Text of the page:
Date of Award


Document Type


Degree Name

Doctor of Ministry (DMin)



First Advisor

Phil Newell

Second Advisor

Lars Rood


Approximately 70 percent of evangelical teenagers drop out of church and stop practicing their faith during the transition from adolescence to adulthood. Research indicates that cultural trends are less to blame for these negative trends than the utilization of ineffective methodologies for faith formation. This dissertation argues that the utilization of modern learning techniques in conjunction with adapted spiritual formation practices from Late Antiquity, within the context of family, and coordinated by a church community best ensures a stable and enduring faith for the next generation. Section 1 addresses the problems inherent to adolescent faith formation within the context of family and church spheres. Section 2 reviews alternate approaches to adolescent faith formation. Section 3 proposes a solution based on: (1) the art and science of learning—recent research into the science of cognition and learning that challenges entrenched educational theories and systems; (2) the leveraging of Family Systems Theory in support of spiritually beneficial adolescent outcomes; (3) a better understanding of the unique wiring of the next generation as represented by Generation Z; (4) the benefit of applying E.P.I.C. teaching practices for adolescent formation; and (4) the efficacy of Late Antique Christian practices for spiritual formation, especially as adapted for utilization within the context of the family unit. Sections 4 and 5 outline the specifications for a non-fiction book that will challenge parents to take ownership of their children’s spiritual formation, educating them in the efficacy of ancient methodologies for spiritual formation, and then equipping them to effectively adapt ancient practices within their own family context. Section 6 reflects on potential further research. Section 7 is the Artifact itself.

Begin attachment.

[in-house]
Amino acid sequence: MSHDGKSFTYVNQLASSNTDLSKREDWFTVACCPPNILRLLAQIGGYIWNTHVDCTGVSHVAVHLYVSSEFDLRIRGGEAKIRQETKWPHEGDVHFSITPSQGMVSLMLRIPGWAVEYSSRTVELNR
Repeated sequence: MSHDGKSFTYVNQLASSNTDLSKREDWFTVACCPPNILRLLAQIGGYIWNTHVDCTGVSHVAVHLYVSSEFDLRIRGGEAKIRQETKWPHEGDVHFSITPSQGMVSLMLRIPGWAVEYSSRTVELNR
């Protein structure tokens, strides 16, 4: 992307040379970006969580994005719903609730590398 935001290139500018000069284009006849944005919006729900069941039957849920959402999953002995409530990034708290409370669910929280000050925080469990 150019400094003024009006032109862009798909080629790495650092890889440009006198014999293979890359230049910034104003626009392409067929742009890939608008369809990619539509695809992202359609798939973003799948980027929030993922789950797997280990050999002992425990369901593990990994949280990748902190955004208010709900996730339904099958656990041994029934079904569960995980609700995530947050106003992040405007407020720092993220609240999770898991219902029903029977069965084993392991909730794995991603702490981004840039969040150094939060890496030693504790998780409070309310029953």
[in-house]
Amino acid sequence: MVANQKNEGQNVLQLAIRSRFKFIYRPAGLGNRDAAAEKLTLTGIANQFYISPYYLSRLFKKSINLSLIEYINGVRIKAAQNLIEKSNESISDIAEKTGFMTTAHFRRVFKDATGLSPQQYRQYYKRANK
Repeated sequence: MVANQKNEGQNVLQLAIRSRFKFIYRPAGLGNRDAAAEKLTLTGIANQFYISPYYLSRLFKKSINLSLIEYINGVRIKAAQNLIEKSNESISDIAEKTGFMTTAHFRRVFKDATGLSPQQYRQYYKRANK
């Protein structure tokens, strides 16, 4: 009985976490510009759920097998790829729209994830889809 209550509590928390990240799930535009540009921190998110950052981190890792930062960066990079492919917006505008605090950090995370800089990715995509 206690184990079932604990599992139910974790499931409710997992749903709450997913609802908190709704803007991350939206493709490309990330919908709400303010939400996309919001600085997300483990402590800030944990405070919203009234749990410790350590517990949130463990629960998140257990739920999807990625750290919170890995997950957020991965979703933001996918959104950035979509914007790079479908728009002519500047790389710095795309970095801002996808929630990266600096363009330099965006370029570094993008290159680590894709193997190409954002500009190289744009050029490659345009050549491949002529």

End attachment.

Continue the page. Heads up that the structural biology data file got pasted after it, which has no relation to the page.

Included in

Christianity Commons